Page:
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QU-BD Goes Deep on Kickstarter with 3-D Printers

2 min read

QU-BD, a 3-D printer manufacturer in Little Rock, has again turned to Kickstarter to help market one of its products.

In June 2012, it funded an open-sourced plastic extruder — a part that can be used in many other 3-D printers — on the popular crowd funding website.

Now the company is funding a whole printer, the QU-BD (pronounced “cubed”) One Up, which is described as the “least expensive, production ready, high quality 3-D printer available on the market.”

These types of printers typically retail for $800 and up; the One Up costs $200 and its big brother, the Two Up, costs $279.

QU-BD co-founder Nathan Meyers told Whispers that QU-BD can offer the printer so cheaply because it’s small, it cuts out most of the extras of the company’s larger printers and it arrives as an unassembled kit. The buyer will also have to purchase the filament that the printer uses to build objects, although it does come packed with some.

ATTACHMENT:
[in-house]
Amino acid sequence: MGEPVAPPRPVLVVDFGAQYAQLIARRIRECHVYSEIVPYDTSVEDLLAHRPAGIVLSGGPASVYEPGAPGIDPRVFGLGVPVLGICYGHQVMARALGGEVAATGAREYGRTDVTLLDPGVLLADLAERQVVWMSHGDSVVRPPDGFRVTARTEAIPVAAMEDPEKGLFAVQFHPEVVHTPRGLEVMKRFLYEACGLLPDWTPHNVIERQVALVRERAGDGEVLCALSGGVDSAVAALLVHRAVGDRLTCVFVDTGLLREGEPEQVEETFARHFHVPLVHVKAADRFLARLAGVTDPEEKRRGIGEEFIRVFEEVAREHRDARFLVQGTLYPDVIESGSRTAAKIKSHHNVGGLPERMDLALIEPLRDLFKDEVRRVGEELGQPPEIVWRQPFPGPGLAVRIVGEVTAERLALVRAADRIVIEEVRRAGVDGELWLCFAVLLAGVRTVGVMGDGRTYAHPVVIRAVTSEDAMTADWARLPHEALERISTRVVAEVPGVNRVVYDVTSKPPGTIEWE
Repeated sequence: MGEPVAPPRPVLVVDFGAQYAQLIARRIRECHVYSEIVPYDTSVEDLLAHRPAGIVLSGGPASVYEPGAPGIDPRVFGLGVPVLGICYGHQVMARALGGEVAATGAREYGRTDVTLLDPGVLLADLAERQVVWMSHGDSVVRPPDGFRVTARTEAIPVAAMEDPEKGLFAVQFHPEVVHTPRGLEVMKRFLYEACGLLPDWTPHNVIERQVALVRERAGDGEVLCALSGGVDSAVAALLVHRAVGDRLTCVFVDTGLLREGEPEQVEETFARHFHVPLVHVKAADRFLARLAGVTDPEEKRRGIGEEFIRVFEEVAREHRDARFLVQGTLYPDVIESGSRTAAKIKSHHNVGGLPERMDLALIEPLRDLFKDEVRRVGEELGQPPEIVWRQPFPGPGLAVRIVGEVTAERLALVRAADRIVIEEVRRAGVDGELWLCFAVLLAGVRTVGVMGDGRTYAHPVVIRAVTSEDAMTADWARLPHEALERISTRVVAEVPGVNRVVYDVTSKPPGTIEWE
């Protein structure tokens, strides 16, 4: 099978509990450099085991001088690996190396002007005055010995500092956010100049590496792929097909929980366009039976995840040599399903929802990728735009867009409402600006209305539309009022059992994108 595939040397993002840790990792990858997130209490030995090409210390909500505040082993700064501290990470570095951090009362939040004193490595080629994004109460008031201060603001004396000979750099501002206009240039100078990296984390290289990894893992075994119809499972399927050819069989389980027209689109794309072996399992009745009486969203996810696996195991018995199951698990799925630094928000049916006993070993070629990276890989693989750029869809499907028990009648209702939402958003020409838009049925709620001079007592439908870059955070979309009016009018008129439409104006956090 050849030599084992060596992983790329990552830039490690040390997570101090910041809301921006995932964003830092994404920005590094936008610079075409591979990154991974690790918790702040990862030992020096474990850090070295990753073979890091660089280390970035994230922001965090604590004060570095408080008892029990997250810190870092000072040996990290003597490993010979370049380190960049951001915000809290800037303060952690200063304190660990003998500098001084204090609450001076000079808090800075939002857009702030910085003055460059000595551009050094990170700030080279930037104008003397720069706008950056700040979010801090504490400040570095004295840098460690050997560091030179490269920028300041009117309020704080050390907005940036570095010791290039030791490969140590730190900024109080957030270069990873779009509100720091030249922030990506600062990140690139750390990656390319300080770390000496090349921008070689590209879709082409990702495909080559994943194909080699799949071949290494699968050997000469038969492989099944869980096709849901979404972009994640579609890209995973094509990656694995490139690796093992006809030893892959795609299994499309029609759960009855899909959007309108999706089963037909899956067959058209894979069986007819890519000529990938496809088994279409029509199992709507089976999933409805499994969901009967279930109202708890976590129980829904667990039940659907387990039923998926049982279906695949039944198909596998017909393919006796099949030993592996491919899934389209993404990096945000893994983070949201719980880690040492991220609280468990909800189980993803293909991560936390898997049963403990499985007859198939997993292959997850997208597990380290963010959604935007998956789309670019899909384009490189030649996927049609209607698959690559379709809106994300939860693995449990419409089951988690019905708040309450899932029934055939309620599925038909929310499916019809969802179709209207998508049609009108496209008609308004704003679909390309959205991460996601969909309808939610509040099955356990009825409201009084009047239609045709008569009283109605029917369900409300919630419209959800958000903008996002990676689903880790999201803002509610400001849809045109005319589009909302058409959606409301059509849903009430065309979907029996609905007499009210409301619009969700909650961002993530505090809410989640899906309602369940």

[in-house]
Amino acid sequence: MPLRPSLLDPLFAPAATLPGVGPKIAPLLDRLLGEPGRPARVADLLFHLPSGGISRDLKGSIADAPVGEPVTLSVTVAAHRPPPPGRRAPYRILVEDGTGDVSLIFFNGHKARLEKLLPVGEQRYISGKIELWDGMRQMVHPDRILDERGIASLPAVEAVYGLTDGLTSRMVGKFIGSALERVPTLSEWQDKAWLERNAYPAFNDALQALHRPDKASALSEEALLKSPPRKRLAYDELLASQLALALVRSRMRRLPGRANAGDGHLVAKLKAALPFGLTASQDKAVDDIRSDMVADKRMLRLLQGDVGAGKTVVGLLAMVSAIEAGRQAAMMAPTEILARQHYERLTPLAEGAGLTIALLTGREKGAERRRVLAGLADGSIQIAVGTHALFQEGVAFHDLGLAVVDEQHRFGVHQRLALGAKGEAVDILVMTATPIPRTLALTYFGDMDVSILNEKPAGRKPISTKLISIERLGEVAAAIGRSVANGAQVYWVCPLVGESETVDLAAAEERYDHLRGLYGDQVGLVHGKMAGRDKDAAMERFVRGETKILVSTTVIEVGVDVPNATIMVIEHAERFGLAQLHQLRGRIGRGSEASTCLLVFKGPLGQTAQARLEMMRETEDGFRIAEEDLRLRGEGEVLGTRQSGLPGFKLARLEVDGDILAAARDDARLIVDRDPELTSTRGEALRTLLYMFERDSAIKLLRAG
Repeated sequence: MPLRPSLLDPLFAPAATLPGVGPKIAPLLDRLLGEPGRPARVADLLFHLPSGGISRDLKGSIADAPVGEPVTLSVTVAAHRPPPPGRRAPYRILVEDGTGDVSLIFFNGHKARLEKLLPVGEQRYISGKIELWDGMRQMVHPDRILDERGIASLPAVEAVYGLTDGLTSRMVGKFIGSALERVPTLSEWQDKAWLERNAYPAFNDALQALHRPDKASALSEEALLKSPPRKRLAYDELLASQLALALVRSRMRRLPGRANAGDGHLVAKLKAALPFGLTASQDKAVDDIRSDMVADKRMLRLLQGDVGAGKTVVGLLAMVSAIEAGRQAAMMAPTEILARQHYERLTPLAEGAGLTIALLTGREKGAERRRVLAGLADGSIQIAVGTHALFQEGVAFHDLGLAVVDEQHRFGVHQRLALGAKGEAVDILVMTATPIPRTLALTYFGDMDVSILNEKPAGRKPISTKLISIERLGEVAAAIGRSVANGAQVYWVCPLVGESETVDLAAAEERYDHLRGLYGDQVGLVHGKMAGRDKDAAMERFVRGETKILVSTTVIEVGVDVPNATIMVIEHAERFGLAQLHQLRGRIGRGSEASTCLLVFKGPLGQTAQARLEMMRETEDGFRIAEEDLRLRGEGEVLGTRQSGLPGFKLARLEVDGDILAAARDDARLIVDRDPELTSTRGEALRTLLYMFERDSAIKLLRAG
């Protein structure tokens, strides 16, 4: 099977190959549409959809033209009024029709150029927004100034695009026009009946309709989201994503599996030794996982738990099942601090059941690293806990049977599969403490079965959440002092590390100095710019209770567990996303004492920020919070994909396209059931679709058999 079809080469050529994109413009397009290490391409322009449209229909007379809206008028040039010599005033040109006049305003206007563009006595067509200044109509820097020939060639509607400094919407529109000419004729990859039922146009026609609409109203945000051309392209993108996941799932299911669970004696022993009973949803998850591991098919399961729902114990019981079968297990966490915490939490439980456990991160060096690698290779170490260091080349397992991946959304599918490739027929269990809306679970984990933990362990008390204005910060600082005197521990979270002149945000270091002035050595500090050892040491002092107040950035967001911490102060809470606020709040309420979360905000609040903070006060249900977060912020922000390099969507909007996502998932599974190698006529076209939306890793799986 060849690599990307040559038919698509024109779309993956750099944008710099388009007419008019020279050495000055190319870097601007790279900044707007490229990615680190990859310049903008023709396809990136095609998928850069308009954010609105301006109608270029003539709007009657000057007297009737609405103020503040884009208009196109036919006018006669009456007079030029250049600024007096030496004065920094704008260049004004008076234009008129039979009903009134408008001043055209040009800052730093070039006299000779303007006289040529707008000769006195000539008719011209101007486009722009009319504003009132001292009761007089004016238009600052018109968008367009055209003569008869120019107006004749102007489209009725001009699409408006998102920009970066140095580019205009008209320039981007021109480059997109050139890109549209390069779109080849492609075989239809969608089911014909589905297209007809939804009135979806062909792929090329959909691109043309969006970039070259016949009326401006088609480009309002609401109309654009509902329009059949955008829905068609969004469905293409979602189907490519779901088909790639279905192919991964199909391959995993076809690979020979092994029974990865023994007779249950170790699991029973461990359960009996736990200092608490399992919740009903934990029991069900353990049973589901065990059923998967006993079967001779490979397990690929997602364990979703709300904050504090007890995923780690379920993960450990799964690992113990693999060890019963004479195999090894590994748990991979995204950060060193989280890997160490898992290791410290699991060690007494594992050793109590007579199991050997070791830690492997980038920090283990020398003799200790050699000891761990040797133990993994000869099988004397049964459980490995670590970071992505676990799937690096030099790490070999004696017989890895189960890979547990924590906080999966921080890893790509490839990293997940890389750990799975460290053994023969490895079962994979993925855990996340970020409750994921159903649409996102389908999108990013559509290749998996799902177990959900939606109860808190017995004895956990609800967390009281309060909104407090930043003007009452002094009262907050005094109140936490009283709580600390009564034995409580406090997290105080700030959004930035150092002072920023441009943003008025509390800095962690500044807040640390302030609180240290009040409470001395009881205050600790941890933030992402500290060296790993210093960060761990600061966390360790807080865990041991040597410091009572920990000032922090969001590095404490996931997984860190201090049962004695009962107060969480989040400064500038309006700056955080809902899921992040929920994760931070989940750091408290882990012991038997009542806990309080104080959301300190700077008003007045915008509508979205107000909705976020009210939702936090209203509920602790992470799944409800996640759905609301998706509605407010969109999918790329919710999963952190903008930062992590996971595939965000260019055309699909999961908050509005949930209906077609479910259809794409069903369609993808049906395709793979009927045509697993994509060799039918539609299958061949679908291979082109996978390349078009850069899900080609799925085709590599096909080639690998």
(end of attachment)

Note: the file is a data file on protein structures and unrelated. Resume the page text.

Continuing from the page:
Crowd Marketing

Like QU-BD’s first one, this Kickstarter campaign is functioning chiefly as a cheap source of advertising, Meyers said.

“Kickstarter charges you about 10 percent,” he said. “But we’ll have a wide audience, and I figure it’s a good way to promote ourselves.”

The campaign will not only function to get the One and Two Up into buyers’ hands, but will also increase sales on the company’s other items, he said.

QU-BD has already surpassed its goal of $9,000. With less than two weeks left, it’s raised $230,956, or 2,564 percent of its goal.

Meyers said he’s actually hoping for a bit more: The campaign was timed to compete with the May-June Kickstarter campaign of the Buccaneer 3-D printer, which at the time was the cheapest on the market. It raised $1.4 million, but many backers were refunded their fees when the manufacturers started cutting features.

“Tons of people are irritated and are jumping ship to our campaign,” Meyers said. Comments on the One Up’s Kickstarter page confirm Meyer’s words. “Lots of pissed off backers for the Buccaneer are ready to look for other printers with their refunded $$,” one says.

The problem with the Buccaneer, Meyers said, was the creators ended up lacking the money to buy all the parts they needed. But aside from some special electronics, QU-BD already has what it needs in its shop to create the printers.

Meyers added that in the future, buyers will be able to trade in their One or Two Ups for credit toward QU-BD’s larger, more professional printers.

The Kickstarter campaign ends Nov. 18.

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